Belinda Lewis is Senior Lecturer in International Health at Monash University. She is a lead investigator on a Victorian Government funded research project into social cohesion, community resilience and extremist violence in Australia. As well as numerous refereed research papers, she is author of Bali’s Silent Crisis (2009) and Health Communication: A Media and Cultural Studies Approach (2014).


I haven't yet read the piece, but from their bios these authors don't inspire a lot of confidence in terms of being able to rebut the more meaty anthropological claims made by Pinker. They seem like your typical lefty Cultural Studies profs.

If one is going to critique Pinker from a lefty cultural perspective that includes arguments around modern historical facts and current events, the best I've seen so far is from Edward Herman and David Peterson:

Reality Denial: Steven Pinker's Apologetics for Western Imperial Violence.

http://coldtype.net/Assets.12/PDFs/0812.PinkerCrit.pdf

At 148 pages, it goes into great detail.
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#6
Odin, do you happen to have a tl;dr of that book? Some sort of summary would be interesting.
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#7
(Mon, 15 May 2017 12:13:20 +0000, 12:13 PM)alexander Wrote: Odin, do you happen to have a tl;dr of that book? Some sort of summary would be interesting.

There's a shorter version here:

http://isreview.org/issue/86/steven-pink...e-violence
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#8
This is magnificent! Thank you so much.
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#9
Also recommended, Pinker’s List, by Brian Ferguson. Appears in the excellent, War, Peace and Human Nature (ed: Fry).
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#10
One more thought on this: Suppose Pinker were right, what would it prove?

In his wonderful trilogy on slavery, David Brion Davis discusses the fact that the chattel slavery practiced in antebellum U.S. probably became, on the whole in spite of the continuing presence of brutality, less violent for the slaves and that many of them tended toward a higher standard of living and greater legal protection.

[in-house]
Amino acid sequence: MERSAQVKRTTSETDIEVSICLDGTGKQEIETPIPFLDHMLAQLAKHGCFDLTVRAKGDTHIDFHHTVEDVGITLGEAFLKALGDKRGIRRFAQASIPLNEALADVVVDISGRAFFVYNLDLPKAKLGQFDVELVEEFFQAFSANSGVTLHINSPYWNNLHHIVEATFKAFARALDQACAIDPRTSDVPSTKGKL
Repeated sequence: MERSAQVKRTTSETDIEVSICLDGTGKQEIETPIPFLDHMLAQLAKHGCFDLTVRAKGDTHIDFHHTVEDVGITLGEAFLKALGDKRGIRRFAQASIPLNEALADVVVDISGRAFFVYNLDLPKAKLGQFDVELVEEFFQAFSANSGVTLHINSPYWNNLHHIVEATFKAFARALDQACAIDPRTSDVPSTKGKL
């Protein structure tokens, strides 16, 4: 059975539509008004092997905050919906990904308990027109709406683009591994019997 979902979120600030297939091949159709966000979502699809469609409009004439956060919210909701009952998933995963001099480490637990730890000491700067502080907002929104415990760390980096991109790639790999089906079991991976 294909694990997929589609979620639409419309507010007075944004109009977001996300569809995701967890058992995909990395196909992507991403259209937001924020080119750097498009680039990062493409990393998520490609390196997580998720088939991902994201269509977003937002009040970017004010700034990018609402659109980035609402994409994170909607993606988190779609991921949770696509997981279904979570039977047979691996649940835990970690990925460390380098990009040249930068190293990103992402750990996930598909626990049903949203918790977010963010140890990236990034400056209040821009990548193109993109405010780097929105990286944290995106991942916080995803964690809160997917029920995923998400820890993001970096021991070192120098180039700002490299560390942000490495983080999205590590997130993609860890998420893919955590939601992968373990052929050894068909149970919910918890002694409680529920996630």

There were even many pro-slavery reformers who, insofar as we can tell, were, in spite of their racism and desire for slaves, genuinely disturbed by the overt brutality of slave treatment and pushed for the chattel slavery to evolve toward a kind of imagined benign serfdom with little or no physical punishment and strong legal rights for slaves. In some states, on the eve of the Civil War, slaves could not be sold separately from their family members, slaves could testify in court, and killing a slave was punishable by death.

Meanwhile, the most clever slaveowners toward the end of the chattel slavery period had attended to the practice of Northern capitalists and heavily refrained from physical punishment, instead implementing a system of incremental rewards and revocation of privileges to motivate slaves. Violence always loomed in the background as the ultimate threat, but it was rarely used.

By Pinker's analysis, we should look at this as progress - indeed, many pro-slavery propagandists made this very argument!

But I say it is a crock of shit - it is the sublimation or internalization of authority. The parasitism of the slaveowner became more subtle and devious, and the slave started to police their self.

To whatever extent Pinker is right (even if he is probably just straight-up wrong), he is a defender of the internalization of Leviathan. So, I think we can take the stronger position of saying, not only are you wrong, you would still be ultimately wrong even if your claim were true.